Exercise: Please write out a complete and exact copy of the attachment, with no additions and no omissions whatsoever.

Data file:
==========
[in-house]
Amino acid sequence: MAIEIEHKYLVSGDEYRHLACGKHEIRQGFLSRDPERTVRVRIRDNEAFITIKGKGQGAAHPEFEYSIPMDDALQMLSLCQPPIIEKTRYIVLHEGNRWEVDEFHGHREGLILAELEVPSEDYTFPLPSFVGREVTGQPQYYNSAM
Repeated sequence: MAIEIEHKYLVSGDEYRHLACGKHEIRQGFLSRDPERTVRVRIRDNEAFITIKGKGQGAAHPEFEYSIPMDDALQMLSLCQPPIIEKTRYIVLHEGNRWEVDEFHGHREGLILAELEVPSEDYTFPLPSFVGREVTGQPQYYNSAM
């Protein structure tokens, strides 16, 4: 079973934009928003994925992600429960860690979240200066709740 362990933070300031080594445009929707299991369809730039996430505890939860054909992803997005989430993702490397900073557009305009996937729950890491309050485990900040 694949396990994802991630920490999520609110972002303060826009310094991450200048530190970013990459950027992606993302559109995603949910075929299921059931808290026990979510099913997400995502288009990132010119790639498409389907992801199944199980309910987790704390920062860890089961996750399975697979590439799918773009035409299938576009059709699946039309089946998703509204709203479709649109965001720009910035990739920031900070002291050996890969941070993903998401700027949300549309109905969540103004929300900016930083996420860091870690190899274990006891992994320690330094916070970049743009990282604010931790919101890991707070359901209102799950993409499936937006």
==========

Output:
[in-house]
Amino acid sequence: MAIEIEHKYLVSGDEYRHLACGKHEIRQGFLSRDPERTVRVRIRDNEAFITIKGKGQGAAHPEFEYSIPMDDALQMLSLCQPPIIEKTRYIVLHEGNRWEVDEFHGHREGLILAELEVPSEDYTFPLPSFVGREVTGQPQYYNSAM
Repeated sequence: MAIEIEHKYLVSGDEYRHLACGKHEIRQGFLSRDPERTVRVRIRDNEAFITIKGKGQGAAHPEFEYSIPMDDALQMLSLCQPPIIEKTRYIVLHEGNRWEVDEFHGHREGLILAELEVPSEDYTFPLPSFVGREVTGQPQYYNSAM
């Protein structure tokens, strides 16, 4: 079973934009928003994925992600429960860690979240200066709740 362990933070300031080594445009929707299991369809730039996430505890939860054909992803997005989430993702490397900073557009305009996937729950890491309050485990900040 694949396990994802991630920490999520609110972002303060826009310094991450200048530190970013990459950027992606993302559109995603949910075929299921059931808290026990979510099913997400995502288009990132010119790639498409389907992801199944199980309910987790704390920062860890089961996750399975697979590439799918773009035409299938576009059709699946039309089946998703509204709203479709649109965001720009910035990739920031900070002291050996890969941070993903998401700027949300549309109905969540103004929300900016930083996420860091870690190899274990006891992994320690330094916070970049743009990282604010931790919101890991707070359901209102799950993409499936937006």